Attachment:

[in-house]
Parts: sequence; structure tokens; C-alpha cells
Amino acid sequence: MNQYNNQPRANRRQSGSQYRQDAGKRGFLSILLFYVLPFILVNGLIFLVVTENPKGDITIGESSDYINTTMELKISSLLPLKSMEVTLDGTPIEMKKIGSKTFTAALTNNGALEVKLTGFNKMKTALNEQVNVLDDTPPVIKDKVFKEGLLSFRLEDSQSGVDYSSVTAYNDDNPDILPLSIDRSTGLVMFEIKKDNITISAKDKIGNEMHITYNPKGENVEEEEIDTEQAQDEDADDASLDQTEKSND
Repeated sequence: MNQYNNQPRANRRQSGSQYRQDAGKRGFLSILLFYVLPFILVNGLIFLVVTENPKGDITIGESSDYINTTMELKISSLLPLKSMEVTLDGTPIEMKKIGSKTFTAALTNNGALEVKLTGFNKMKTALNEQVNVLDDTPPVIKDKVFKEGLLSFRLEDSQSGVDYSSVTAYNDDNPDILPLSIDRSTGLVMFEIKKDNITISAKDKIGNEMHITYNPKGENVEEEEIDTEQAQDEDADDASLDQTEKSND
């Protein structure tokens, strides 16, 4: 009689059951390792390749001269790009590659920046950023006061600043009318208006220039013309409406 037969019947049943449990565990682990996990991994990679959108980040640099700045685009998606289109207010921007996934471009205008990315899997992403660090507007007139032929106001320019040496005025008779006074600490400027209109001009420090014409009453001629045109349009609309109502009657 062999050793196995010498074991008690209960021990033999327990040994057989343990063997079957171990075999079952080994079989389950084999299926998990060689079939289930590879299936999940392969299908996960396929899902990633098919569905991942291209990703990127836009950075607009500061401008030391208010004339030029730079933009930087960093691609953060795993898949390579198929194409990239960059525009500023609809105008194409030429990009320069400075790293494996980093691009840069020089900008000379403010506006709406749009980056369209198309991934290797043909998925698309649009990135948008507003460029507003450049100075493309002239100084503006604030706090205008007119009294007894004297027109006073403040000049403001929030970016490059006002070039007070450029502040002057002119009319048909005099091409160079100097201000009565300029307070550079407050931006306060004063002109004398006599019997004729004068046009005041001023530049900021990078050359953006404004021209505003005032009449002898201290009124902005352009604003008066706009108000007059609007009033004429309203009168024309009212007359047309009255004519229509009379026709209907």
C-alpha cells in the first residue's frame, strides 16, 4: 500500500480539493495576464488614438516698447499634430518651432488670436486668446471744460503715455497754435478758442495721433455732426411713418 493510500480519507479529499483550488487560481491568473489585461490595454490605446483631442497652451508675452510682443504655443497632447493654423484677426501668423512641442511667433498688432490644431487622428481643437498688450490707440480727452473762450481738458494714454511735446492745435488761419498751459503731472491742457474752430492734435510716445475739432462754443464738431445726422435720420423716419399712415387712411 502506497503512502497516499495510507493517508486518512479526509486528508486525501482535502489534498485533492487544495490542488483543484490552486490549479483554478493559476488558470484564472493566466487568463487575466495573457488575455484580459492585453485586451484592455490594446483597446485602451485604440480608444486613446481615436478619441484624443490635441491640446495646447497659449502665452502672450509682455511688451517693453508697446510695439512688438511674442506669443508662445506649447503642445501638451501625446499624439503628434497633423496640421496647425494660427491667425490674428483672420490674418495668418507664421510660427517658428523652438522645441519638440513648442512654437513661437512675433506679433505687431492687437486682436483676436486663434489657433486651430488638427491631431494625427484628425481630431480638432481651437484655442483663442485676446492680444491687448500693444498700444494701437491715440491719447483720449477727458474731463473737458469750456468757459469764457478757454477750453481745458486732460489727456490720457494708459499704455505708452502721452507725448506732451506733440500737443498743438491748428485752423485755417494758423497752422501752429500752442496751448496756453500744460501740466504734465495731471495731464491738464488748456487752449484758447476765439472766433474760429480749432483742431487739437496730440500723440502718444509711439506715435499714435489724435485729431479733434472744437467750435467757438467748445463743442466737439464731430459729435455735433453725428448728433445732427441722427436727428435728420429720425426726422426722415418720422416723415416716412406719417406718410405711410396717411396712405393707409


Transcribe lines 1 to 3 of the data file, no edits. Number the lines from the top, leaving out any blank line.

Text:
[in-house]
Parts: sequence; structure tokens; C-alpha cells
Amino acid sequence: MNQYNNQPRANRRQSGSQYRQDAGKRGFLSILLFYVLPFILVNGLIFLVVTENPKGDITIGESSDYINTTMELKISSLLPLKSMEVTLDGTPIEMKKIGSKTFTAALTNNGALEVKLTGFNKMKTALNEQVNVLDDTPPVIKDKVFKEGLLSFRLEDSQSGVDYSSVTAYNDDNPDILPLSIDRSTGLVMFEIKKDNITISAKDKIGNEMHITYNPKGENVEEEEIDTEQAQDEDADDASLDQTEKSND